The engine saga goes on. Yesterday I learned that after his visit to Pachuca Mac had made a plywood jig for the engine in the workshop. The engine jig is a light weight model of the engine that is good enough to use for preparation of the engine bed. Essential elements of the jig include the overall dimensions, location of the feet, and the position and angle of the shaft coupling. These elements of the jib must of course be very accurate. The mounting of the engine such that it lines up perfectly with the propeller shaft is probably the trickiest part of the engine repowering task.
But then I ran into problems with Columbia Transport. Judith had not sent me an email message giving me the status the previous day as she had promised. I telephoned yesterday and was told that she was in Cabo and would not be back at the La Paz office until Monday. I registered my intense displeasure.
I passed on this information to Neil and he offered to make his own enquiries with Columbia today. I appreciated that because he has the stature and clout to make a big difference. He advised that I do not begin to dismantle the Sabb engine until the Volvo replacement has crossed the border. That should give me 2 days' notice of arrival in La Paz which should be enough time for the dismantling work.
Well after dark last night I got a message from Judith, which I found bizarre and irritating.
The good news was that the entire consignment had been given the OK to be imported "temporarily" duty free. The bad news was that it would take another 3 or 4 working days for the process to be completed. So far so good: I had been told to expect up to a week of processing and it would now be two weeks, but I could accept that. But then she gave me the option of having the engine placed on the truck for La Paz today if I was willing to pay full duty on the import - about $1300. SAY WHAT???? What was going on? Why was I being even presented with this preposterous option? And why was the option being presented to me well into the night only hours before the truck departed the next day?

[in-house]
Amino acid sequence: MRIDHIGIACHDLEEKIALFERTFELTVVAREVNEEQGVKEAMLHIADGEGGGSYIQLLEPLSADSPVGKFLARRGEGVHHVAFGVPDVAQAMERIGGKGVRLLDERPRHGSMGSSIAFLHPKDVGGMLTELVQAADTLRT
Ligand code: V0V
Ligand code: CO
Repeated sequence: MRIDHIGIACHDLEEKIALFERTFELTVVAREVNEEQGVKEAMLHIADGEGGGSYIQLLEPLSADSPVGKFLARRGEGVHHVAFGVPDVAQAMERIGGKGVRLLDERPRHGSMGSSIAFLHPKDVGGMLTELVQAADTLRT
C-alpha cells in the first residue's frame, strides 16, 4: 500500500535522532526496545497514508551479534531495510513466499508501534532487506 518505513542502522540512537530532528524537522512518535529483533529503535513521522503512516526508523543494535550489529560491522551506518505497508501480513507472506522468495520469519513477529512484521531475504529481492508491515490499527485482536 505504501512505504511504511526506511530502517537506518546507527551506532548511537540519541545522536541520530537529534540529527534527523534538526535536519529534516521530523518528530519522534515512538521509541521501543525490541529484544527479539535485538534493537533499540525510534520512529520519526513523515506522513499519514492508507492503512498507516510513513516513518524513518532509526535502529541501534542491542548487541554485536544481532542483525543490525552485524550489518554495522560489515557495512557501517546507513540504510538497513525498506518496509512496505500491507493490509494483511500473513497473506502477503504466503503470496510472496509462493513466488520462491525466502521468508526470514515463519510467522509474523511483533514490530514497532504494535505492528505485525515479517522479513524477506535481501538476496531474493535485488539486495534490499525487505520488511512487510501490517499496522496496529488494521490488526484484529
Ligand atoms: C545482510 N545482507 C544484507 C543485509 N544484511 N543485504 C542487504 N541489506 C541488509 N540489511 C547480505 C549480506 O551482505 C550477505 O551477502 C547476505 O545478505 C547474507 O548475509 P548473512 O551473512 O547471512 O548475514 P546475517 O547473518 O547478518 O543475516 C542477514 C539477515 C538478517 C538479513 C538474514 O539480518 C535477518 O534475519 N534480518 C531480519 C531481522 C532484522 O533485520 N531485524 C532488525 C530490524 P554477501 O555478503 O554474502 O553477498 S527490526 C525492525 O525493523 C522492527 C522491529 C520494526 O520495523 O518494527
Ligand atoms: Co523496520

I sent a very measured and polite but firm response to not load the engine on the truck today and allow the "temporary" importation process to run its course. I asked her to keep me informed and to confirm that at this point I can expect the engine next week. I'll see Neil today for his take on the situation.
I told Brenda that this is Mexico and I would normally accept doing things their way. However, Columbia Transport is charging me Gringo prices - over $600 USD to handle the formalities - so I expect Gringo style services such as predictable and professional procedures as well as keeping the customer informed.
... No wonder I've been having back trouble all week: I've got $14,000 in assets out there and games are being played.
The first three photos are of Pachuca at slip 111 of Marina de La Paz.
Brenda's Bird of the Day is a Western Gull. There are several variations on this theme in the bird world. They are a familiar accompaniment to the beaching of fishing boats along many coastlines as in the second last photo.The Western Gull occurs from Vancouver island to the southern tip of the Baja California. Robert's photo was just in time.
- ► 2012 (344)
- ► 2011 (288)
- Bent Shaft and Bent Prices
- Visit to Todos Santos
- Hotel California
- Monitor Control Lines Changed
- Settling into Marina and Engine Games
- At the Marina
- Hot Weather Has Arrived
- Fish and Zodiac
- Shopping and Soccer
- Lunch with Bob
- Volvo Engine Is In San Diego
- Meeting and Visit to Mogote Peninsula
- Engine and Fan
- Brenda Getting Established
- Pachuca's Storm Jib
- Goodies From Australia
- Volvo Engine On Way
- Brenda Arrived OK
- More Volvo Photos
- Zodiac Maintenance
- Engine Preparation
- Engine at Shoreline Marine Diesel
- Having a Fitness Fit
- SABB Maintenance and For Sale
- Moved the Boat
- Status on New Engine
- Engine Sea Trial and NewHome for Pachuca
- ▼ June (27)
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- ► 2008 (269)
- ► 2007 (43)